When thinking of artist Robert Smithson, Times Square porn cinemas, sci-fi horror flicks, beefcake magazines and pulp fiction book covers probably don’t immediately come to mind. Changing the typically one-sided conception of Robert Smithson’s all-too-short artistic career, the recently closed exhibition Pop at James Cohan’s newly opened Lower East Side gallery space reveals the tacky, trashy and yes, even homoerotic inspirations behind Smithson’s early world of the 1960s.
I’ll be the first to admit–I’ve never been a huge fan of Smithson’s work, at least the portion of his creative output introduced to me as an undergraduate art history student. Known as the preeminent Land Artist with his iconic and constantly climate change-threatened Spiral Jetty, Smithson’s art always seemed to me to consist of either land installations that I would likely never visit and boxes of dirt and maps in white-walled gallery spaces. Surely, his overly intellectual and dare-I-say pretentious theoretical art writings forced unwillingly upon art history students didn’t help his cause either.
However, my art history professors sorely left out Smithson’s early Pop work–an underappreciated and often overlooked aspect of Smithson’s genesis as an artist. On display at James Cohan, Smithson’s electrified and collage-influenced color pencil drawings, featuring winged nudes straight out of the golden age of sleazy Times Square, geometric patterns and occasionally dinosaurs, as well as his strangely sexual wall-mounted sculptures, present a revelatory new side to Smithson’s oeuvre.
Spanning from 1962 to 1964, Smithson’s interest in landscape can be glimpsed–albeit subtly–in Pop through his unwavering engagement with the overmediated, oversexed and overstimulated energy of New York. Mirroring many of his fellow Pop artists during the 1960s, Smithson culls directly from the city around him. Rather than comic books like Lichtenstein or mass-produced products and advertisements like Warhol, Smithson instead appears fascinated by newsstand filth–kiosks hawking cheap pulp fiction tales, sci-fi comics and hypermasculine spank bank muscle mags such as Bob Mizer’s Physique Pictorial.
Appearing as a forefather to Raymond Pettibon’s frenetic, frantic and frazzled drawings combining Americanized references such as Charles Manson and baseball, Smithson’s drawings subversively bring together seemingly diverse elements including muscle bound nudes in gas masks, cowboys, Indians and even, Christian iconography with his preponderance of curvy nude women and burly men with angel wings. With their hypersexual and idealized bodies, Smithson’s drawings feature a distinct eroticism, and even homoeroticism, that disappears in his later work.
With their often abstract central panels and frequent brightly colored zig-zags, Smithson’s drawings appear psychedelic and Peter Max-reminiscent even before the hallucinatory genre really hit New York in the 60’s. Even some of the geometric patterns reflect mid-century kitsch such as the pink man-made haze of Pink Linoleum Center, a centerpiece to post-war suburban aesthetics.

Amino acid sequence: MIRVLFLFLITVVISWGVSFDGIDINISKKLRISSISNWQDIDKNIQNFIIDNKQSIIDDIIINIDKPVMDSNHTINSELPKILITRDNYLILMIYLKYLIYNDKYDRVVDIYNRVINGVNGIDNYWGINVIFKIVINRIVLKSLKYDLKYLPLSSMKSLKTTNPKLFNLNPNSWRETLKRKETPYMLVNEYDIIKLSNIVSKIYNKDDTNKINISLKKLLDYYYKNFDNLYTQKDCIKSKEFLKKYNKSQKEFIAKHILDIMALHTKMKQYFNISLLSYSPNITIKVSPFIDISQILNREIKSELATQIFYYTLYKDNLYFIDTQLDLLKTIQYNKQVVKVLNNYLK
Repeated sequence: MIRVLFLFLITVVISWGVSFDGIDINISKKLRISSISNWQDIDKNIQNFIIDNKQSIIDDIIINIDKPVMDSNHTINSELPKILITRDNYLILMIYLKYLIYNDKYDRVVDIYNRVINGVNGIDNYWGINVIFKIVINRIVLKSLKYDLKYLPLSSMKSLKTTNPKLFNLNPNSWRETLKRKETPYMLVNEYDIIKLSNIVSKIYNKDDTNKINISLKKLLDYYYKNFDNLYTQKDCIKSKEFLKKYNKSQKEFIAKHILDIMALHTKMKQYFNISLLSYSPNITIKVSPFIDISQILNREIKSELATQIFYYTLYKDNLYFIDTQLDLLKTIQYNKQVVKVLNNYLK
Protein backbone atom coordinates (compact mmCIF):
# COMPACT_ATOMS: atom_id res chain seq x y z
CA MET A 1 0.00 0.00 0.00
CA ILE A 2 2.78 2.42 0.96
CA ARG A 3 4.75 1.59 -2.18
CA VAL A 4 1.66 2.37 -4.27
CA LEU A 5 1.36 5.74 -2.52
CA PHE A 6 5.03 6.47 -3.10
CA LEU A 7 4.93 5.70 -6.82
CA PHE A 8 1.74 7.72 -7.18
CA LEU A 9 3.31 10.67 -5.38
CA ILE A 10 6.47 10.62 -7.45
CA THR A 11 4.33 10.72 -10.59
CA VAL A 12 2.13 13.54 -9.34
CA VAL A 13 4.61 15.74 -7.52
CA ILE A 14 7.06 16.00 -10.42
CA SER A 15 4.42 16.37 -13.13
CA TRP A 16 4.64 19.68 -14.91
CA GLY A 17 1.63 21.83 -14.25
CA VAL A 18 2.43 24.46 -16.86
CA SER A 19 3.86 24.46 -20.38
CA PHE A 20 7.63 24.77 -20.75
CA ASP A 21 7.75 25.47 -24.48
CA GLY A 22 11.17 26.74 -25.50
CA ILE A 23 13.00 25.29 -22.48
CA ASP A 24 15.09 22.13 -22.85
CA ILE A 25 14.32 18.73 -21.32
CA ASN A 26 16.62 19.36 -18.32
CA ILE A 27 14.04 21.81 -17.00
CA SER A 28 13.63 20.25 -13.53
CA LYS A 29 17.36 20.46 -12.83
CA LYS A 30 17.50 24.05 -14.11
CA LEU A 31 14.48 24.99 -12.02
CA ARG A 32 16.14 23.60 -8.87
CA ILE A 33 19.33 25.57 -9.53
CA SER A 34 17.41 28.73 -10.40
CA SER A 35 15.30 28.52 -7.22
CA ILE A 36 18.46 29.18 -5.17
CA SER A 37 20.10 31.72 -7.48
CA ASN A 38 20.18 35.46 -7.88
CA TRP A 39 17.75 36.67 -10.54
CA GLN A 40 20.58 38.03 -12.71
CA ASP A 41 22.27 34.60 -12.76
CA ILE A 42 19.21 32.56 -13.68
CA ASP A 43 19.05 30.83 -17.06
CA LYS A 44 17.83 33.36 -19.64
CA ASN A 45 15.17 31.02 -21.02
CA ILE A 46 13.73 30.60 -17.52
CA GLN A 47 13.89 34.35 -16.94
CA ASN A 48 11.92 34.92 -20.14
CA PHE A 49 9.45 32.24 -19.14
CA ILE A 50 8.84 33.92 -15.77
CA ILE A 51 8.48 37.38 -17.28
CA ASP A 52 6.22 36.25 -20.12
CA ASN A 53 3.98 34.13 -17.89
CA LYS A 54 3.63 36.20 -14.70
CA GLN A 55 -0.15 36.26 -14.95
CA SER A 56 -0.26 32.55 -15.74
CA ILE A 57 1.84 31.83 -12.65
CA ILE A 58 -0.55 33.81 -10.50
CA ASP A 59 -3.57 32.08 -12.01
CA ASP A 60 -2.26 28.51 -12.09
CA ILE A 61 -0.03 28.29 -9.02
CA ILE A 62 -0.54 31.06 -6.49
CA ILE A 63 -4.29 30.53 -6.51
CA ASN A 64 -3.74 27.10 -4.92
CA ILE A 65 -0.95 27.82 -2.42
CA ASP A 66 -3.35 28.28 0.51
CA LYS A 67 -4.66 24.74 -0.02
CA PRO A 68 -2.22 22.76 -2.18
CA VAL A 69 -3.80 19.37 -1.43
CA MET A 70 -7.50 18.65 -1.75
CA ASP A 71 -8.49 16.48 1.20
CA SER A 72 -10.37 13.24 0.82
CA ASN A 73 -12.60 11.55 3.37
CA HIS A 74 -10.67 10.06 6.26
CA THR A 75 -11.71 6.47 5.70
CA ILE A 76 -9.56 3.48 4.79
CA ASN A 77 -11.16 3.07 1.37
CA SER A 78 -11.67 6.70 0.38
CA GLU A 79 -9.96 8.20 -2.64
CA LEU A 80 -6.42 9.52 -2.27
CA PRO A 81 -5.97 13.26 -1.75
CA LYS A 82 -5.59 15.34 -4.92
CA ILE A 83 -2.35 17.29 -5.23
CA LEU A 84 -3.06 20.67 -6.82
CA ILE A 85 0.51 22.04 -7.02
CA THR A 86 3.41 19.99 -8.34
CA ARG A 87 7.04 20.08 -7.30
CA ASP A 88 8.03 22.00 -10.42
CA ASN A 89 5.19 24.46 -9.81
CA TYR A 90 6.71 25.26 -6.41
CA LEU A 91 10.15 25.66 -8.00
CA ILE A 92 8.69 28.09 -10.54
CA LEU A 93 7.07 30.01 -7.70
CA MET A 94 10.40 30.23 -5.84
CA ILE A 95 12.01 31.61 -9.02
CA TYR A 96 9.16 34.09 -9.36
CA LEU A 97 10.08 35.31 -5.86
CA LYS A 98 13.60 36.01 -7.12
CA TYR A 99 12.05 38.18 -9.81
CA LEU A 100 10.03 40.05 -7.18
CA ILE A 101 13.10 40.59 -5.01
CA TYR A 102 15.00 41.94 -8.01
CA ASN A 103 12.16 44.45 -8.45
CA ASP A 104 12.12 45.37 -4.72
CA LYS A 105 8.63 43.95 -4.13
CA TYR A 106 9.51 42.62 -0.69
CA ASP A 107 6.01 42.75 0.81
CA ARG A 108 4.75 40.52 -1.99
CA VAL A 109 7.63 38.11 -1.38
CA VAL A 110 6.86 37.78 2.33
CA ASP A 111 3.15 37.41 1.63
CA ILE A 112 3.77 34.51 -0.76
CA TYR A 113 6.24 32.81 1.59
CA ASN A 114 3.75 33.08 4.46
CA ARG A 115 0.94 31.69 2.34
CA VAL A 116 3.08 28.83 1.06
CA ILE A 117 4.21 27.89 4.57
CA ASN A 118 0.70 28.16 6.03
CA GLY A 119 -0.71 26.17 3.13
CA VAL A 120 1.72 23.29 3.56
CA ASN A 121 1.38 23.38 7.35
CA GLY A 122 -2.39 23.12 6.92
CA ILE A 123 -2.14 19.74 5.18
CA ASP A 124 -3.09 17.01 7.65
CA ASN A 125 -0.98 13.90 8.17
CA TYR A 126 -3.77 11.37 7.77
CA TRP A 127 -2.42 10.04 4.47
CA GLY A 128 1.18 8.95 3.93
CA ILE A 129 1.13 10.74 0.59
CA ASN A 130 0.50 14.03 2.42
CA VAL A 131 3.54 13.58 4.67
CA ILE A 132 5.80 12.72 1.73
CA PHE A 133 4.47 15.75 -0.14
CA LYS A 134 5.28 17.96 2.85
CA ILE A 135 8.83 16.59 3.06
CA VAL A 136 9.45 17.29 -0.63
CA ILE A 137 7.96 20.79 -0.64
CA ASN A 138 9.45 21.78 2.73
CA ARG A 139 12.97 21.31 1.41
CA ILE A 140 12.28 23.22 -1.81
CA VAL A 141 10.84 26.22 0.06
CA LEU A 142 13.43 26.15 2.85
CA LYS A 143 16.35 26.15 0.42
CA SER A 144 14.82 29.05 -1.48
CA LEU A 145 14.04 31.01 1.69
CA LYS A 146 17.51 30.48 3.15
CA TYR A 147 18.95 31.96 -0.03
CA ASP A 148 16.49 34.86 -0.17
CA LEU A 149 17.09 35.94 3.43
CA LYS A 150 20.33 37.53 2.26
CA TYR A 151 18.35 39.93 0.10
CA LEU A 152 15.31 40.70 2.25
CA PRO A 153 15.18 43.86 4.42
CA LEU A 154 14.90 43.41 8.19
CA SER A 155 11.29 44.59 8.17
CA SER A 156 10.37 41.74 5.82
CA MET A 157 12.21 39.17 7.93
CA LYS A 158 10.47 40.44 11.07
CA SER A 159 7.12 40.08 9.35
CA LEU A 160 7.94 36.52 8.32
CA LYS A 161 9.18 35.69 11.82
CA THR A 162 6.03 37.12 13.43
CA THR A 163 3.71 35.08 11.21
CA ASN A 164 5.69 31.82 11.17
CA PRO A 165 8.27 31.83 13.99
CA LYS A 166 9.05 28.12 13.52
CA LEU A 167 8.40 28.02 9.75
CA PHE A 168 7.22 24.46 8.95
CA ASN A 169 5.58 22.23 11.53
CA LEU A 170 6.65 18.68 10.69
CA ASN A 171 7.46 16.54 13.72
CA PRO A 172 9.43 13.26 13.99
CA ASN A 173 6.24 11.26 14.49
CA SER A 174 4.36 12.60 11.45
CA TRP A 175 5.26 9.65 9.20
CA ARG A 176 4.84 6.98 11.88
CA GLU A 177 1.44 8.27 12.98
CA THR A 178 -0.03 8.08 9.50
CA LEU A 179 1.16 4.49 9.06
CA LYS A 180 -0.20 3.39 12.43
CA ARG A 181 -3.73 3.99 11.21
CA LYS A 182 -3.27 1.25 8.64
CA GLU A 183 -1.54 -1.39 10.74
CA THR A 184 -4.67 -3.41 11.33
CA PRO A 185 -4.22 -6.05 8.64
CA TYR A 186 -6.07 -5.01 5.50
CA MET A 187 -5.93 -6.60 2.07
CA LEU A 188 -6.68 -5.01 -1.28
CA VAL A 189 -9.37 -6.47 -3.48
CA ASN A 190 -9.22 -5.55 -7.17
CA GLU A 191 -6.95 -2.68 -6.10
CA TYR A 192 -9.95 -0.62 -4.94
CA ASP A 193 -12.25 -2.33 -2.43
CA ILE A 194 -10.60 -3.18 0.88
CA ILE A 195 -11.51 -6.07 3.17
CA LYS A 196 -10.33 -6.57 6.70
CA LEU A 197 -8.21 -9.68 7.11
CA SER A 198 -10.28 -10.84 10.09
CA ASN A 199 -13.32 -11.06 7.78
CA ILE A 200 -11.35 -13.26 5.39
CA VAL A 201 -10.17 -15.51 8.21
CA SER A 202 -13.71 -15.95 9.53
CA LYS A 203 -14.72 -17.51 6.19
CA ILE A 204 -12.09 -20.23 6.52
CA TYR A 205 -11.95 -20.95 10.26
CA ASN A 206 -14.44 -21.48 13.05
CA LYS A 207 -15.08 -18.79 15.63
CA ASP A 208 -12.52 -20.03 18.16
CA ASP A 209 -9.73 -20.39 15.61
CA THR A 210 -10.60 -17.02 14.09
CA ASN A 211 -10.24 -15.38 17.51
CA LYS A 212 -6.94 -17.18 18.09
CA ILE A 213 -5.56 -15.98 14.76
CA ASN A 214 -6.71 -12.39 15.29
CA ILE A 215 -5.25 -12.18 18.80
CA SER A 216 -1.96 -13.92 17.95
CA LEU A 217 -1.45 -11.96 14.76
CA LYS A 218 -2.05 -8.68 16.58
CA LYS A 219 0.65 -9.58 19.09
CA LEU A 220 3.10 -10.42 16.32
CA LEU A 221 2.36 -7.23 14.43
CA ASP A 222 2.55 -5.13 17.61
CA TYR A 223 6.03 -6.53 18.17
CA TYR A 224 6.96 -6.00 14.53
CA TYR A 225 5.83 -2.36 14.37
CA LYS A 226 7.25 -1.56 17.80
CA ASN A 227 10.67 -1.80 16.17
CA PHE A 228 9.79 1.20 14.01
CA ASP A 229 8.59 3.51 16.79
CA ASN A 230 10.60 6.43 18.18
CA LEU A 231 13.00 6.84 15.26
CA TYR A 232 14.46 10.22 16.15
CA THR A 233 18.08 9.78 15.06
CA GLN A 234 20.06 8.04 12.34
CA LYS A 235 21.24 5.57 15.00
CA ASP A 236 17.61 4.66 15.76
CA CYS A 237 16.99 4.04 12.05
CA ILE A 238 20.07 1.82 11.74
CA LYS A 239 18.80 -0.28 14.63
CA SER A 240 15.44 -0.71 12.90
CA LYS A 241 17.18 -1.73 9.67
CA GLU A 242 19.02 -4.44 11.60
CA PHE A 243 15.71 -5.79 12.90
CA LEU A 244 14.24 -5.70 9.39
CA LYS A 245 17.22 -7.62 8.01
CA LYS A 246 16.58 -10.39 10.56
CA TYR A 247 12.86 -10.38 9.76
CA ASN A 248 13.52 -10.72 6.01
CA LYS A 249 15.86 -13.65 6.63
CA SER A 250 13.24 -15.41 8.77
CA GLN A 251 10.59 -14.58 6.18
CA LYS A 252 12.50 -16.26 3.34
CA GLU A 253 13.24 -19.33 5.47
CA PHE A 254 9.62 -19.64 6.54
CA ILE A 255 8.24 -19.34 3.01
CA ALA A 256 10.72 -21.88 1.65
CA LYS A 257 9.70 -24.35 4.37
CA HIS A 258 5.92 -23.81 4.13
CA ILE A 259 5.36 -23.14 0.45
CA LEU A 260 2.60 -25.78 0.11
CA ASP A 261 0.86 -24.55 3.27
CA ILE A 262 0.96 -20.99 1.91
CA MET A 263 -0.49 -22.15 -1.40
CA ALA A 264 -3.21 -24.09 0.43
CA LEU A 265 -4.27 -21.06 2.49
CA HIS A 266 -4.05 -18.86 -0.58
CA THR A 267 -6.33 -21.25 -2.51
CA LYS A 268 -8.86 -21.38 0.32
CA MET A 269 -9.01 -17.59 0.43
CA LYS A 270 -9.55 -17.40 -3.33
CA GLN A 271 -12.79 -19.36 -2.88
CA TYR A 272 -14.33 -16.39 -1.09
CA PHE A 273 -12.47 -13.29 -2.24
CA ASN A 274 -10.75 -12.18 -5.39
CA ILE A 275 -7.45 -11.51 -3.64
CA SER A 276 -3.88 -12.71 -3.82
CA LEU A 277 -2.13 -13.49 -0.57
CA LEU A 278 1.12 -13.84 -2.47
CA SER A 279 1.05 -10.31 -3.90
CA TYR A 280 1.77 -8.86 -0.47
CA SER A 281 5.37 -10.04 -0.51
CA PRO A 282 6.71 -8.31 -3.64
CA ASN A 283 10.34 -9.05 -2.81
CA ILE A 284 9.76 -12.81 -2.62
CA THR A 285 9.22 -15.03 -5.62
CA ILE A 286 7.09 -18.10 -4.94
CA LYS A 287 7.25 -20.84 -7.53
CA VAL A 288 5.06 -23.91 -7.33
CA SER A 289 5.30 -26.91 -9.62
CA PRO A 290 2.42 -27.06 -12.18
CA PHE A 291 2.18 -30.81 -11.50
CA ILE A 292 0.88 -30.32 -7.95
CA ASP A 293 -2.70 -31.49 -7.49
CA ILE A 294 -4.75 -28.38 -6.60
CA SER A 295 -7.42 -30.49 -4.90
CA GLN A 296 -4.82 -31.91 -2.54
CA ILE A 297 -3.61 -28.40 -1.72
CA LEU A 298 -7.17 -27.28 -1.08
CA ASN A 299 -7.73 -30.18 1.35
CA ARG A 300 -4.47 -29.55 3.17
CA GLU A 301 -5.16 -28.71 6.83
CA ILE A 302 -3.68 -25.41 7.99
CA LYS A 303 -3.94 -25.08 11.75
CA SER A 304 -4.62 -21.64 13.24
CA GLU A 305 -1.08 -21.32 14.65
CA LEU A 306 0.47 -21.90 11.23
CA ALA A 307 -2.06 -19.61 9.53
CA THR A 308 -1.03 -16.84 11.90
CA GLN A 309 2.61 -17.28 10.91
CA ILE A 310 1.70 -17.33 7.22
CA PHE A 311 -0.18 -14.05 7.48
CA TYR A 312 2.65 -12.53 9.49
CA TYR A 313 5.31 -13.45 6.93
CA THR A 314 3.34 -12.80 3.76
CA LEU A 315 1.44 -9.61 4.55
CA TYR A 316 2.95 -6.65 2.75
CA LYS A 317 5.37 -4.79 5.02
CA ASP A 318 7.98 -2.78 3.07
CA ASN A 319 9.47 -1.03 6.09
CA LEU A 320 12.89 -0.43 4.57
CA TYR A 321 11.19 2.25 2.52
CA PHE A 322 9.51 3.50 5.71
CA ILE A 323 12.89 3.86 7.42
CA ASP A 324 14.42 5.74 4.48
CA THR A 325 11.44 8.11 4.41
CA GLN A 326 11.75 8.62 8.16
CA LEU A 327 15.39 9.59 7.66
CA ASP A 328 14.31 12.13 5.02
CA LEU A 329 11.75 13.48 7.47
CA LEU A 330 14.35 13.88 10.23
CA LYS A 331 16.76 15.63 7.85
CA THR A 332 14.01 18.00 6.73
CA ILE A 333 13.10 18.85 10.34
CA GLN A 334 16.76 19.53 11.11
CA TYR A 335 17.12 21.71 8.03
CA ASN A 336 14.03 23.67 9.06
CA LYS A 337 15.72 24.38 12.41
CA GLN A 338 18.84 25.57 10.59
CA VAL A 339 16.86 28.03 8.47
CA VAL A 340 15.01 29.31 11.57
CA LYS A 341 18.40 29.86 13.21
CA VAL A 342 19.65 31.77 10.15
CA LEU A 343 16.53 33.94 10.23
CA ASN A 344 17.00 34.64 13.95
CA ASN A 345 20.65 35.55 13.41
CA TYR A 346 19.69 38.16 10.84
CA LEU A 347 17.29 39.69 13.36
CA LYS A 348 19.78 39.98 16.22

Similarly, Smithson’s unrelentingly bizarre wall-mounted mixed media Dada-ist sculptures combine electronic parts with nude women. The two works The Machine Taking A Wife or Honeymoon Machine resemble Marcel Duchamp’s violent and volatile The Bride Stripped Bare By Her Bachelors Even, (The Large Glass) in their industrialized sexuality, depicting the clear erotic agency of the machines in contrast to the submissive woman. More than a little dystopian, Smithson’s sculptures reference the terrorizing possibilities of a future as machines become more prevalent and powerful.
However, my personal favorite sculpture has to be Smithson’s Untitled [Record Player], which features a mixed media conglomeration of objects inside a record player case. The top of the case includes a crucifix, flowers and a collection of photographs of Hollywood stars including Elvis Presley. Below, the circular record player is covered with what looks like tiny neon tchotchkes found in crappy arcade games.
With the combination of the sacred religious object–Elvis…oh wait, the crucifix with toys and celebrities, Smithson undeniably engages with the overly mined boundaries between high and low culture. At this point, the conflation of high and low art seems like a tired trope yet, in Smithson’s hands in the 60’s, the combination maintains its vibrancy. I mean, who wouldn’t want to see a sculpture of Venus matched with nude bikers.
While looking at his early work in Pop, the question arises: was Smithson making a critical statement about the too-muchness of mid-century urban culture of the 1960s only to reject it, turning toward the land in his later career for a purer source of inspiration?
I highly doubt it.
To me, Smithson’s drawings and sculptures in Pop look like a playful merging of the sordid and kitschy with the art historically revered. Rather than criticism, Smithson’s early art equalizes both high and low art. By enacting an exuberant celebration of the two, Smithson provides opportunity for viewers to recognize the similarities between high and low art including the idealization of bodies.